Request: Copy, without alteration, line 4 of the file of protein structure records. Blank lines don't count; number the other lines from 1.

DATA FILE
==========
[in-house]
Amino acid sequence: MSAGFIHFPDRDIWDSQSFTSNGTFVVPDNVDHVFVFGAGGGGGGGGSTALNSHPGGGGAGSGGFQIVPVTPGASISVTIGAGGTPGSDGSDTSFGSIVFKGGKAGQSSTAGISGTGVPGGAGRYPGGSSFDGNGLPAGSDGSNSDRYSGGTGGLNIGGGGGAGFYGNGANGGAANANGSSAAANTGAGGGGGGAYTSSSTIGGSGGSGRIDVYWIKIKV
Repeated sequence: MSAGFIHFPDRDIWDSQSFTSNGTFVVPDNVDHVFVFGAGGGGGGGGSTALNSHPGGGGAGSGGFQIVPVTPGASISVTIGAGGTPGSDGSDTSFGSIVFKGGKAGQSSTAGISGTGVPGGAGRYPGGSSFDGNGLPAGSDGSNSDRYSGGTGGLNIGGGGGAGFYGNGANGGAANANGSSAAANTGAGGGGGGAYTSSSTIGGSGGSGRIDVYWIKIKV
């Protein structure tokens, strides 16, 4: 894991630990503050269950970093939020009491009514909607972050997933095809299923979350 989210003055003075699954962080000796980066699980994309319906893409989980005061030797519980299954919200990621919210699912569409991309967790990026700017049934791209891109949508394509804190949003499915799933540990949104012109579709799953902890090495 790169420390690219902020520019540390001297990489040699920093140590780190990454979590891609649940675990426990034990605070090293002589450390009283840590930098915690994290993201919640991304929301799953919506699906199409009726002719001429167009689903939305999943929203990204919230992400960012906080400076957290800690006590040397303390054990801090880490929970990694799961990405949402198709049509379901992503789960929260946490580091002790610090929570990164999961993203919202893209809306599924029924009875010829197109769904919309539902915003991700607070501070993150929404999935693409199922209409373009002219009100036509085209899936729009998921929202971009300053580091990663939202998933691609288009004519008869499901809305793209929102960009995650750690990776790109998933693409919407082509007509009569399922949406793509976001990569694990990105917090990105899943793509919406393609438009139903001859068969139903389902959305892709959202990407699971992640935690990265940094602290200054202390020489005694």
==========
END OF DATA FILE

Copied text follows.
């Protein structure tokens, strides 16, 4: 894991630990503050269950970093939020009491009514909607972050997933095809299923979350 989210003055003075699954962080000796980066699980994309319906893409989980005061030797519980299954919200990621919210699912569409991309967790990026700017049934791209891109949508394509804190949003499915799933540990949104012109579709799953902890090495 790169420390690219902020520019540390001297990489040699920093140590780190990454979590891609649940675990426990034990605070090293002589450390009283840590930098915690994290993201919640991304929301799953919506699906199409009726002719001429167009689903939305999943929203990204919230992400960012906080400076957290800690006590040397303390054990801090880490929970990694799961990405949402198709049509379901992503789960929260946490580091002790610090929570990164999961993203919202893209809306599924029924009875010829197109769904919309539902915003991700607070501070993150929404999935693409199922209409373009002219009100036509085209899936729009998921929202971009300053580091990663939202998933691609288009004519008869499901809305793209929102960009995650750690990776790109998933693409919407082509007509009569399922949406793509976001990569694990990105917090990105899943793509919406393609438009139903001859068969139903389902959305892709959202990407699971992640935690990265940094602290200054202390020489005694």